As sad as its name sounds, the flower Asian Bleeding-Heart gives every garden that certain something with its unusual blossoms. We present the most beautiful varieties, show how to plant and care for the Asian Bleeding-Heart properly, and reveal whether the plant is poisonous.
The Asian Bleeding-Heart (Lamprocapnos spectabilis) is a classic not only in farm gardens. As a perennial spring plant, it captivates above all with its spectacular and filigree flowers.
Asian Bleeding-Heart: Flowering Time, Characteristics And Origin
The Asian Bleeding-Heart belongs to the poppy family and the subfamily of the fumarole plants (Fumariaceae) and is often sold in the plant trade under the old name Dicentra spectabilis. The plant originates from China and Korea, where it can be found in light, moist deciduous forests. It was only less than 200 years ago that this graceful perennial arrived in Northern Europe. It has always fascinated gardens and parks with its special flower shape, which is the reason for its dramatic name.
The perennial, bushy perennial reaches a height of up to 80 cm and develops arching, hanging shoots. During the bleeding heart bloom time from April to June, these bear eight to twelve heart-shaped individual flowers each with a drop-shaped extension that looks like a tear flowing down. In the natural variety, the flowers are pink-white in color. The delicate leaves of the Asian Bleeding-Heart are highly pinnate, lobed, and appear in a fresh green. The foliage dies after flowering and the nutrients and reserves are absorbed into the root ball.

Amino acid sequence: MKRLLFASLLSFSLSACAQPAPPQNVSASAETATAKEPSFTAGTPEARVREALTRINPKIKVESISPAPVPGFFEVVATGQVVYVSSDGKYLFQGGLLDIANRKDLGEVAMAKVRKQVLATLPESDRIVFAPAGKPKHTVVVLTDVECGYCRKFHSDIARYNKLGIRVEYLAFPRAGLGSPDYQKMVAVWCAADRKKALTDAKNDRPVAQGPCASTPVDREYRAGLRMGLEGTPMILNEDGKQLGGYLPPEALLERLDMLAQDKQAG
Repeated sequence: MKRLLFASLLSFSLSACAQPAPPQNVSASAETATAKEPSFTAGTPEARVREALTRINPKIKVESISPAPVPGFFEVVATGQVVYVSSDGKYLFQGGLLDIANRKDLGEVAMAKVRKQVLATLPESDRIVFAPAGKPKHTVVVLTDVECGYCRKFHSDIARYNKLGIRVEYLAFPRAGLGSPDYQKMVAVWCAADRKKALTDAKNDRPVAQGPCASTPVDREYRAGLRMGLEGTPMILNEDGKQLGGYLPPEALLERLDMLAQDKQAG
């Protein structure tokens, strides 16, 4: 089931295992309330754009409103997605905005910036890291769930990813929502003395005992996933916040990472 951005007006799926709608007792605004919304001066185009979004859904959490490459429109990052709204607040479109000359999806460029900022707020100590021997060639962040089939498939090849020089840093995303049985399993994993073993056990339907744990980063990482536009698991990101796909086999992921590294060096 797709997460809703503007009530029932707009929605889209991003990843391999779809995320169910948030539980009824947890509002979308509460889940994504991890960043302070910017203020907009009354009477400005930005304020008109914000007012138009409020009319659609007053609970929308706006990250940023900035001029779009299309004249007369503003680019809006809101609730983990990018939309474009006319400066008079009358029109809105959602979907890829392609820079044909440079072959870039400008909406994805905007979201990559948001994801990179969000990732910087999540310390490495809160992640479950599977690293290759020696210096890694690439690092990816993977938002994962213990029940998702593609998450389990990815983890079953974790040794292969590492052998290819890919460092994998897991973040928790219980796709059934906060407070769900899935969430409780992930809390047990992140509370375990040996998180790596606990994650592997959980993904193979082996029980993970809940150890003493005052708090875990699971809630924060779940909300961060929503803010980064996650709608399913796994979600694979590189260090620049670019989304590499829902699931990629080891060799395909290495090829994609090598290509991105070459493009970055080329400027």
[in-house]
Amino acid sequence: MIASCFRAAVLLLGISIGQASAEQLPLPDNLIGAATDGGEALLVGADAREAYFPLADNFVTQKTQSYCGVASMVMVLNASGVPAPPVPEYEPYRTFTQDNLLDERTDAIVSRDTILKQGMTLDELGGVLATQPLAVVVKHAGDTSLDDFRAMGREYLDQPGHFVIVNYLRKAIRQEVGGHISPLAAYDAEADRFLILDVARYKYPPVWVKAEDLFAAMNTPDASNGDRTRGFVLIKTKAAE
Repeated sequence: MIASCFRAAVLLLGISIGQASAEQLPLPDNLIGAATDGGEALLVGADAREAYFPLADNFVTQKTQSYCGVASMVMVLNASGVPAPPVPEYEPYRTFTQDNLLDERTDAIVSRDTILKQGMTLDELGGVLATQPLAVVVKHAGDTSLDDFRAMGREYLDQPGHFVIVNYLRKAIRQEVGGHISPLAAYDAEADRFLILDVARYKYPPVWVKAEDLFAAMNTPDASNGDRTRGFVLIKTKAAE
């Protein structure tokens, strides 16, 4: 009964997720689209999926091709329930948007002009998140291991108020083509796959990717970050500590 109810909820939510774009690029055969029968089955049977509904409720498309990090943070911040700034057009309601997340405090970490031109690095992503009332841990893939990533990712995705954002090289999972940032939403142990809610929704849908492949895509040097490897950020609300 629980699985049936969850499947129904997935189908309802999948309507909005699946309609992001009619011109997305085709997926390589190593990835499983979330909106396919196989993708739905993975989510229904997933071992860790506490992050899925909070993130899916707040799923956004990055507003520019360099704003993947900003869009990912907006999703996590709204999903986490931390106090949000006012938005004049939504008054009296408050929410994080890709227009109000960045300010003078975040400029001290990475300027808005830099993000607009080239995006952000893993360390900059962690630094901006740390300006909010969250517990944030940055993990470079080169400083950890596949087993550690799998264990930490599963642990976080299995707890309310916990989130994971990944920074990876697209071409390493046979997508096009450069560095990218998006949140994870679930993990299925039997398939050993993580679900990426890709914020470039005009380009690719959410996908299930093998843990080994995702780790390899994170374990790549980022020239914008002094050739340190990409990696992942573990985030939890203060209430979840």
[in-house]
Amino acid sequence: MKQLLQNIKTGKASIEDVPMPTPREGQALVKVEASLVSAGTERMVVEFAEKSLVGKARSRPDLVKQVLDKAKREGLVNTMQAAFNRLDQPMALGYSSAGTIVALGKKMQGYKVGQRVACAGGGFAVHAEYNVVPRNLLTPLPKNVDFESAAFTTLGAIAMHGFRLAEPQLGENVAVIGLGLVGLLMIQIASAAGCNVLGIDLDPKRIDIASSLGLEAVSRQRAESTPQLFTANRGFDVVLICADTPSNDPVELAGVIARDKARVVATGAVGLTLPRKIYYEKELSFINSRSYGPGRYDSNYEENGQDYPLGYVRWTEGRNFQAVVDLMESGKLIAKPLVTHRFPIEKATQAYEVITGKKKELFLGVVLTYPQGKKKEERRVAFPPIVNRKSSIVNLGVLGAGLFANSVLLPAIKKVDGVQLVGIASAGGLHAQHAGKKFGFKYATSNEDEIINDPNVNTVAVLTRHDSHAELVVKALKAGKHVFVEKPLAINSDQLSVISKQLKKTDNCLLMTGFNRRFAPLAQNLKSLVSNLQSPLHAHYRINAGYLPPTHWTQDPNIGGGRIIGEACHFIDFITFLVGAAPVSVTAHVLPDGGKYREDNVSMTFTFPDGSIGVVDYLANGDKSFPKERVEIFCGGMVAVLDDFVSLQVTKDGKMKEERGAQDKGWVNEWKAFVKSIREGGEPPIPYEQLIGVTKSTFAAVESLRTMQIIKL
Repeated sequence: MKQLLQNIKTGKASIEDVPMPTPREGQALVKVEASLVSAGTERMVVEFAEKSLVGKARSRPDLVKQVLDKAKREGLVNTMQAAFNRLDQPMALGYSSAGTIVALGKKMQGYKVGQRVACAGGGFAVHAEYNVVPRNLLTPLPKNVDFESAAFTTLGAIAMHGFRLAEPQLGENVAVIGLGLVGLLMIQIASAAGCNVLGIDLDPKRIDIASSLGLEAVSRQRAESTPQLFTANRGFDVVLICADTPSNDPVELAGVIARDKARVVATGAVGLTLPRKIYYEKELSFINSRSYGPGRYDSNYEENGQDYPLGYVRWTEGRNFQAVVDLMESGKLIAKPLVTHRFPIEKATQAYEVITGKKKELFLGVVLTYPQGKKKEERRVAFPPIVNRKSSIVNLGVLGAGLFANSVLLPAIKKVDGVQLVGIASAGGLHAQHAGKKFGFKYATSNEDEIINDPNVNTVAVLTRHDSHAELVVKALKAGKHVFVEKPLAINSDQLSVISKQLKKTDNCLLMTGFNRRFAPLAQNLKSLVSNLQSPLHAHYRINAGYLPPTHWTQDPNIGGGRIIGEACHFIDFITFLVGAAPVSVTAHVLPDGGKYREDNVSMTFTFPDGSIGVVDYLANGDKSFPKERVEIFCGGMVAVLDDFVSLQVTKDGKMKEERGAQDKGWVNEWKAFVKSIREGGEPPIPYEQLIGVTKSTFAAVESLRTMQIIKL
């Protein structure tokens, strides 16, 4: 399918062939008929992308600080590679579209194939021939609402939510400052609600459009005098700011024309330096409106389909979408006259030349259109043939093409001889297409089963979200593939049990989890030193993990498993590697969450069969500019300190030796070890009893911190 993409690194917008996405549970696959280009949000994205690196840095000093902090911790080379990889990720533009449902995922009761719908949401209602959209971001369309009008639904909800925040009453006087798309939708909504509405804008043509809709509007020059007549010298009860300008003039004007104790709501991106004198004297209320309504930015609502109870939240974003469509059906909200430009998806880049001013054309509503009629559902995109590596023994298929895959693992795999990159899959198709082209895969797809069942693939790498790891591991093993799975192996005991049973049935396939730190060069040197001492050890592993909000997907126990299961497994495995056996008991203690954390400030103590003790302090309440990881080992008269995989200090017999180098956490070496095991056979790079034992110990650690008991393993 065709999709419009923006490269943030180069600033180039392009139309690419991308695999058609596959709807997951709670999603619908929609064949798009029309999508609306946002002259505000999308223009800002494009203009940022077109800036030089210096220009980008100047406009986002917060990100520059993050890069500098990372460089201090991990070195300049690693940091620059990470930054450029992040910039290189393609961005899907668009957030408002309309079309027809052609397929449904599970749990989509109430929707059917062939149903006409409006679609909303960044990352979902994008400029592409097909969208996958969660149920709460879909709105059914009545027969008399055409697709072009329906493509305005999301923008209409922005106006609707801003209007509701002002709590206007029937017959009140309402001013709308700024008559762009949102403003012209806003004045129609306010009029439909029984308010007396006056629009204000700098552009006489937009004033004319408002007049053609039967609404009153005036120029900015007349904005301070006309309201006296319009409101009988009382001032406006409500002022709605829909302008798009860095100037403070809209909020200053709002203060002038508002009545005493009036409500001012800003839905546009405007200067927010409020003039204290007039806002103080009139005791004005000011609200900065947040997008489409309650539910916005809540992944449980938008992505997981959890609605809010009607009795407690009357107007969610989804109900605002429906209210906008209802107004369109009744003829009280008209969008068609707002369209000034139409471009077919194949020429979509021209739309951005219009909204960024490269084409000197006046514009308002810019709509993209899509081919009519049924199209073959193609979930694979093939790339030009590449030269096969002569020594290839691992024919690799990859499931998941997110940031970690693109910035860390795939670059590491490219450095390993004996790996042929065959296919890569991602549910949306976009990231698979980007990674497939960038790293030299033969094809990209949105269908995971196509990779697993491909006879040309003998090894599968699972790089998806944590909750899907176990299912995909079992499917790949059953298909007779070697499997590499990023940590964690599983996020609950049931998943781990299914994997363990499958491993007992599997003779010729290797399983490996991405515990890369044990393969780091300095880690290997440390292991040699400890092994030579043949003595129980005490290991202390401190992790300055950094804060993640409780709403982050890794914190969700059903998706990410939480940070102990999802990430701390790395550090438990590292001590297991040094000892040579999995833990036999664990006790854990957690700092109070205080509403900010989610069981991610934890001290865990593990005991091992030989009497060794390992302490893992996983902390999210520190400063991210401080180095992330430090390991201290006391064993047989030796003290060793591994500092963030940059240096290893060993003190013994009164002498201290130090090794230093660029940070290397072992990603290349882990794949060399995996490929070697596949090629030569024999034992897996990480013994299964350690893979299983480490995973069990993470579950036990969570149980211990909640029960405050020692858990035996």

The characteristic flower shape is also the subject of a Japanese legend: A young man tried to win the heart of a girl by giving her two rabbits, a pair of shoes, and earrings. But when she refused his gifts and thus his love, he stabbed himself in the heart with a dagger, so that in his grief it became an Asian Bleeding-Heart.
Is the Lamprocapnos spectabilis bee-friendly? The perennial plant attracts various insects, but the elongated shape of the flower allows long-nosed insects to reach the bottom of the narrow flower. Bumblebees make use of their mouth and bite a hole in the flower to get to the nectar. The resulting entrances are then also used by bees and other insects.
The Most Beautiful Varieties Of The Flower Asian Bleeding-Heart
There are many different varieties of Lamprocapnos spectabilis or Dicentra spectabilis, which differ mainly in the color of their flowers. Besides the classic variety with the pink-white flower, there are also white-flowering, red-flowering, and yellow-flowering varieties. Also, the varieties differ to some extent in their growth height and leaf color. For example, the foliage of the variety ′Goldheart′ glows green-yellow and the foliage of the variety ′Stuart Boothman′ shows a bluish shimmer.